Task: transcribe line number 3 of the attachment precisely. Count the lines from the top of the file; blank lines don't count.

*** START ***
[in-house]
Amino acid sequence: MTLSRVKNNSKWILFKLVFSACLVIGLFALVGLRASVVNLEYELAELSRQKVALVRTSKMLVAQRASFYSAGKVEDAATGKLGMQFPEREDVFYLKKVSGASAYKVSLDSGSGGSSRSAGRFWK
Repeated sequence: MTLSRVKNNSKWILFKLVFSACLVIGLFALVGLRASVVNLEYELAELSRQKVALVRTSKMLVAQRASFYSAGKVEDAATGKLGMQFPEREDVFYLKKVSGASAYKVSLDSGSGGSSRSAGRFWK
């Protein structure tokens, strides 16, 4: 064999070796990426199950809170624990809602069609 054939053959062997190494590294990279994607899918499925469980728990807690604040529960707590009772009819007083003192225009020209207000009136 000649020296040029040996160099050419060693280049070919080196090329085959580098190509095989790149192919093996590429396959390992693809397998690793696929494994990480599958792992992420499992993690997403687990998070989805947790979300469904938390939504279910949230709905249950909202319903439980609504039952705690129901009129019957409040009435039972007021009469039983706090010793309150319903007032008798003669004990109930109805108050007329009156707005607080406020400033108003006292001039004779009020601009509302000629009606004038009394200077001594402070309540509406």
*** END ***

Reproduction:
Repeated sequence: MTLSRVKNNSKWILFKLVFSACLVIGLFALVGLRASVVNLEYELAELSRQKVALVRTSKMLVAQRASFYSAGKVEDAATGKLGMQFPEREDVFYLKKVSGASAYKVSLDSGSGGSSRSAGRFWK